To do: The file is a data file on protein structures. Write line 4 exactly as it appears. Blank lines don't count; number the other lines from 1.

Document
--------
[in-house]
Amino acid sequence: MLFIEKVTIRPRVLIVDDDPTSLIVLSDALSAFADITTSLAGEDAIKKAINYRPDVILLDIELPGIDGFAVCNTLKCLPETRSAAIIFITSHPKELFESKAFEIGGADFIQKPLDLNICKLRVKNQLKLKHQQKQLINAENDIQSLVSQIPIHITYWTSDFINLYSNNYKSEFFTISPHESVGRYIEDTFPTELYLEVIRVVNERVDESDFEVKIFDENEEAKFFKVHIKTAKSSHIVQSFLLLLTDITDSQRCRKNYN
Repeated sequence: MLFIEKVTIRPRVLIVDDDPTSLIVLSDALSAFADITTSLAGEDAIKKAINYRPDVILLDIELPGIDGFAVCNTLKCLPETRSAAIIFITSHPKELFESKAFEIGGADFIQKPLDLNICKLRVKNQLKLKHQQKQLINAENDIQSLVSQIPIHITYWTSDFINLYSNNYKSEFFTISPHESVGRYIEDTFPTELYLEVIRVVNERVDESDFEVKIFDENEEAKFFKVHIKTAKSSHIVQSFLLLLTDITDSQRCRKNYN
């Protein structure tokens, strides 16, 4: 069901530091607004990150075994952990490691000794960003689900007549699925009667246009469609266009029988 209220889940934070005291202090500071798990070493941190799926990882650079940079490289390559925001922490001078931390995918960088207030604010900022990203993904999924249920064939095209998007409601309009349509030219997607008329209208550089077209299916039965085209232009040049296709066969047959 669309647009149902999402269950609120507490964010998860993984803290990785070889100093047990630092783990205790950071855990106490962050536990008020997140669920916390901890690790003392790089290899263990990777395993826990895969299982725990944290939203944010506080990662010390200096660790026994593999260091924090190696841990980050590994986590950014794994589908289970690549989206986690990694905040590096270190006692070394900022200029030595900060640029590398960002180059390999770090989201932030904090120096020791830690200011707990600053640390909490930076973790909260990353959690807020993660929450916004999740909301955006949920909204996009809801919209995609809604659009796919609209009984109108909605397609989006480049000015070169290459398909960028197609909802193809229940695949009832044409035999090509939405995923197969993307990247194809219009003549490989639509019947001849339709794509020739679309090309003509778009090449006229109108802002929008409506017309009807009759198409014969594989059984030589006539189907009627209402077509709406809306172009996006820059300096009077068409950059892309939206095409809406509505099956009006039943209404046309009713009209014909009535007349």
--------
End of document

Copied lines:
């Protein structure tokens, strides 16, 4: 069901530091607004990150075994952990490691000794960003689900007549699925009667246009469609266009029988 209220889940934070005291202090500071798990070493941190799926990882650079940079490289390559925001922490001078931390995918960088207030604010900022990203993904999924249920064939095209998007409601309009349509030219997607008329209208550089077209299916039965085209232009040049296709066969047959 669309647009149902999402269950609120507490964010998860993984803290990785070889100093047990630092783990205790950071855990106490962050536990008020997140669920916390901890690790003392790089290899263990990777395993826990895969299982725990944290939203944010506080990662010390200096660790026994593999260091924090190696841990980050590994986590950014794994589908289970690549989206986690990694905040590096270190006692070394900022200029030595900060640029590398960002180059390999770090989201932030904090120096020791830690200011707990600053640390909490930076973790909260990353959690807020993660929450916004999740909301955006949920909204996009809801919209995609809604659009796919609209009984109108909605397609989006480049000015070169290459398909960028197609909802193809229940695949009832044409035999090509939405995923197969993307990247194809219009003549490989639509019947001849339709794509020739679309090309003509778009090449006229109108802002929008409506017309009807009759198409014969594989059984030589006539189907009627209402077509709406809306172009996006820059300096009077068409950059892309939206095409809406509505099956009006039943209404046309009713009209014909009535007349």